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Cardiovascular Disorders
Abdominal Aneurysm
Aortic Insufficiency
Aortic Stenosis
Arterial Occlusive
Atrial Septal Defect
Buerger's Disease
Cardiac Arrhythmias
Cardiac Tamponade
Cardiogenic Shock
Coarctation of the Aorta
Coronary Artery Disease
Dilated Cardiomyopathy
Femoral And Popliteal Aneurysms
Heart Failure
Hypertrophic Cardiomyopathy
Hypovolemic Shock
Mitral Insufficiency
Mitral Stenosis
Myocardial Infarction
Patent Ductus Arteriosus
Pulmonic Insufficiency
Pulmonic Stenosis
Raynaud's Disease
Rheumatic Heart Disease
Septic Shock
Tetralogy of Fallot
Thoracic Aortic Aneurysm
Transposition of The Great Arteries
Tricuspid Insufficiency
Tricuspid Stenosis
Varicose Veins
Ventricular Aneurysm
Ventricular Septal Defect (VSD)


What is Hypertension?

Hypertension is an intermittent or sustained elevation of diastolic or systolic blood pressure. Serial blood pressure measurements greater than 1 40/90 mm Hg in people under age 50 or greater than 150/95 mm Hg in those over age 50 confirm hypertension.

Aside from characteristic high blood pressure, hypertension is classified according to its cause, severity, and type. The two major types are essential (also called primary or idiopathic) hypertension. the most common (90% to 95% of cases), and secondary hypertension, which results from renal disease or another identifiable cause. Malignant hypertension is a severe, fulminant form of hypertension that commonly arises from both types. Blacks are twice as likely as whites to be affected; if untreated, hypertension carries a high mortality.

Essential hypertension usually begins insidiously as a benign disease, slowly progressing to an accelerated or malignant state. If untreated, even mild hypertension can cause significant complications and a high mortality. In many cases, however, treatment with stepped care offers patients an improved prognosis.

Causes of Hypertension

The cause of essential hypertension is unknown. Family history, race, stress, obesity, a diet high in sodium or saturated fat, use of tobacco or oral contraceptives, excess alcohol intake, sedentary lifestyle, and aging have all been studied to determine their role in the development of hypertension.

Secondary hypertension may result from renovascular disease; renal parenchymal disease; pheochromocytoma; primary hyperaldosteronism; Cushing's syndrome; diabetes mellitus; dysfunction of the thyroid, pituitary, or parathyroid gland; coarctation of the aorta; pregnancy; and neurologic disorders. Use of oral contraceptives may be the most common cause of secondary hypertension, probably because these drugs activate the renin-angiotensinaldosterone system. Other medications contributing to secondary hypertension include glucocorticoids, mineralocorticoids, sympathomimetics, cyclosporine, cocaine, and epoetin alfa.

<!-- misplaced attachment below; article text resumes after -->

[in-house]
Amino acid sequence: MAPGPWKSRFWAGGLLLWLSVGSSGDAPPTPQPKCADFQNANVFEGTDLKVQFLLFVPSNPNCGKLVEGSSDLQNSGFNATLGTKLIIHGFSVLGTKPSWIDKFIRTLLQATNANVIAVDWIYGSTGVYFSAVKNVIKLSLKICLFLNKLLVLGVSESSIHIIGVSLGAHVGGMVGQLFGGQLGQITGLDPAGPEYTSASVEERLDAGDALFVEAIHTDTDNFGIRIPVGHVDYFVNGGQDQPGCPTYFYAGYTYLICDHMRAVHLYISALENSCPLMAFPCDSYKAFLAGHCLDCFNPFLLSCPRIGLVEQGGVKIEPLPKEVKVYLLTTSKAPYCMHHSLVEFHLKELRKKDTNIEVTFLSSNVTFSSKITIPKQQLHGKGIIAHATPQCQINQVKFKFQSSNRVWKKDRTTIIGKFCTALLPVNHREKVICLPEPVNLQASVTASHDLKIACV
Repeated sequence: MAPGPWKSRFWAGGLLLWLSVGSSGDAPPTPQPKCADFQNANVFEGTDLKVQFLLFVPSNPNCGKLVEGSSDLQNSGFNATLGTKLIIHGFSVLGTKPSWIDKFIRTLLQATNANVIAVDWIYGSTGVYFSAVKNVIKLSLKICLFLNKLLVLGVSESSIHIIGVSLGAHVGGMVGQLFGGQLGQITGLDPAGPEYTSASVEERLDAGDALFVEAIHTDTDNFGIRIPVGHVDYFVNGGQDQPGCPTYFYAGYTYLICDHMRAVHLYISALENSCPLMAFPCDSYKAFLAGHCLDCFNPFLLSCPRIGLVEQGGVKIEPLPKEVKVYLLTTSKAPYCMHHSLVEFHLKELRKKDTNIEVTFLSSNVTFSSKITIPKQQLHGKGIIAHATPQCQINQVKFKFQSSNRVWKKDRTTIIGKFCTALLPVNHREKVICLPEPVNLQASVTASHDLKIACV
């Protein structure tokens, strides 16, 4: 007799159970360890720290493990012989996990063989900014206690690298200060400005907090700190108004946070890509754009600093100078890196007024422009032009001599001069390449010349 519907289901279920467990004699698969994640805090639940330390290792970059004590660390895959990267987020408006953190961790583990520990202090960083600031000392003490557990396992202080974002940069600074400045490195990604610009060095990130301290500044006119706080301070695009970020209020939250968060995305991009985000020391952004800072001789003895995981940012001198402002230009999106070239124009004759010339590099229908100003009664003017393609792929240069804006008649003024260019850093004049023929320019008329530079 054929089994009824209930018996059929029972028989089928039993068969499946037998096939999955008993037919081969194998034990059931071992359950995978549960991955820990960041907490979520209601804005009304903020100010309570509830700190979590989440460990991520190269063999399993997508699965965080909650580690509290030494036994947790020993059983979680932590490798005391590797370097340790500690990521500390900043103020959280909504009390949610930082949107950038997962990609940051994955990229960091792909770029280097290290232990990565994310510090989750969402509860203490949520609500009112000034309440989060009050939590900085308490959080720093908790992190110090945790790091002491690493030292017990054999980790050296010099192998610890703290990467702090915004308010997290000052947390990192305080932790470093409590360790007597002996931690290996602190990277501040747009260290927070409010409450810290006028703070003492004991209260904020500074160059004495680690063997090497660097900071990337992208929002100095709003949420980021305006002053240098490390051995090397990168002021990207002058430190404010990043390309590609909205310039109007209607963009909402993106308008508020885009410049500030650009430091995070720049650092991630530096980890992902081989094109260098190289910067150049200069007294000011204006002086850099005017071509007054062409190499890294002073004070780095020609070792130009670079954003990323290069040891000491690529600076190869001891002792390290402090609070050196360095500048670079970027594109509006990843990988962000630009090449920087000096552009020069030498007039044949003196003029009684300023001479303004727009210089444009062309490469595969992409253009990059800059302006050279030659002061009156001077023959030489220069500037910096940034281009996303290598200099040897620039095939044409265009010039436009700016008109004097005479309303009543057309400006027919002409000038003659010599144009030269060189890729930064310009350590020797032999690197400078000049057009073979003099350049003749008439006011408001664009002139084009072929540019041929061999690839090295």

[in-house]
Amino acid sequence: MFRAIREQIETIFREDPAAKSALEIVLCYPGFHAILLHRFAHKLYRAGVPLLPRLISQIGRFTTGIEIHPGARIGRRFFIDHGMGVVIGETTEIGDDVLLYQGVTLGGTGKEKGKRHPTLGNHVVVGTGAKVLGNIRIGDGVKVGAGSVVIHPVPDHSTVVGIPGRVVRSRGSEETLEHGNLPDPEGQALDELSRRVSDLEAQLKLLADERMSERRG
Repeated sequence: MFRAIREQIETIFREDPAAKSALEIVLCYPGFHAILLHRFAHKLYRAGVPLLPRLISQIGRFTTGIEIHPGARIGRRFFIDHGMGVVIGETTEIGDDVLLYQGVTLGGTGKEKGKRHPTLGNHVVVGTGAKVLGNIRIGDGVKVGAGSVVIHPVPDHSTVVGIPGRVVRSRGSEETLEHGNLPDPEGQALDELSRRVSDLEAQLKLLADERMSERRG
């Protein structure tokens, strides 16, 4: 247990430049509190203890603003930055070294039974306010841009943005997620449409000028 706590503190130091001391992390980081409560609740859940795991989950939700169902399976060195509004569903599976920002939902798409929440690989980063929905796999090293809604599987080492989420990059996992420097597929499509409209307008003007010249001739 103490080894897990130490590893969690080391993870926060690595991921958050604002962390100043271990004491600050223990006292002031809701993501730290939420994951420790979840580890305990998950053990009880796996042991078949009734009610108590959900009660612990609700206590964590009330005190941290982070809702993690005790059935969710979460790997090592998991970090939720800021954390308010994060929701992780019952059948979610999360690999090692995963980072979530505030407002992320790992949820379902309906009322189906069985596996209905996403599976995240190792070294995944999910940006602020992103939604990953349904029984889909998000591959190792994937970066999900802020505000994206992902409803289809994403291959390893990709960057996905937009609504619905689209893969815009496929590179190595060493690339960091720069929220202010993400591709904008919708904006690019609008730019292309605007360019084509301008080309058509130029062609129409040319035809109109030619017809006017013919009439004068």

Signs & Symptoms of Hypertension

One of the big problems with high blood pressure is that it hardly ever causes symptoms.

This means it may go unnoticed until it causes one of its later complications such as a stroke or heart attack.

Despite the popularity of such ideas, nosebleeds and ruddy complexions are hardly ever caused by high blood pressure.

Severe hypertension can cause symptoms such as:

  • headache
  • sleepiness
  • confusion
  • coma.

Diagnostic Tests

Hypertension may be suspected when the blood pressure is high at any single measurement. It is confirmed through blood pressure measurements that are repeated over time. Blood pressure consistently elevated over 140 systolic or 90 diastolic is called hypertension. Your doctor will look for signs of complications to your heart, kidneys, eyes, and other organs in your body.

Systolic blood pressure consistently between 130 and 139 or diastolic blood pressure consistently between 80 and 89 is called pre-hypertension. Your doctor will recommend and encourage lifestyle changes including weight loss, exercise, and nutritional changes.

Tests for suspected causes and complications may be performed. These are guided by the symptoms presented, history, and results of examination.


Although essential hypertension has no cure, drugs and modifications in diet and lifestyle can control it. Generally, nondrug treatment such as lifestyle modification, is tried first, especially in early, mild cases. If this is ineffective, treatment progresses in a stepwise manner to include various types of antihypertensives. This stepped-care approach may need modification. For instance, most blacks respond poorly to betaadrenergic blocking agents; however, for unclear reasons, they respond well to a combination of a diuretic and an angiotensin-converting enzyme inhibitor. Many elderly patients can be treated with diuretics alone.

Treatment for a patient with secondary hypertension includes correcting the underlying cause and controlling hypertensive effects.

Severely elevated blood pressure (hypertensive crisis) may be refractory to medications and may be fatal.

Hypertensive emergencies require parenteral administration of a vasodilator or an adrenergic inhibitor or oral administration of a selected drug (such as nifedipine, captopril, cIonidine, or labetalol), to rapidly reduce blood pressure.

How is high blood pressure controlled?

Many people can control high blood pressure by:

  • choosing foods that are low in sodium (salt).
  • choosing foods low in calories and fat.
  • choosing foods high in starch and fiber.
  • maintaining a healthy weight, or losing weight if overweight.
  • limiting serving sizes.
  • increasing physical activity.
  • practicing moderation if consuming alcoholic beverages.

However, other people must take daily medication to control hypertension. People with hypertension should routinely have their blood pressure checked and be under the care of a physician.

Always consult your physician for more information.


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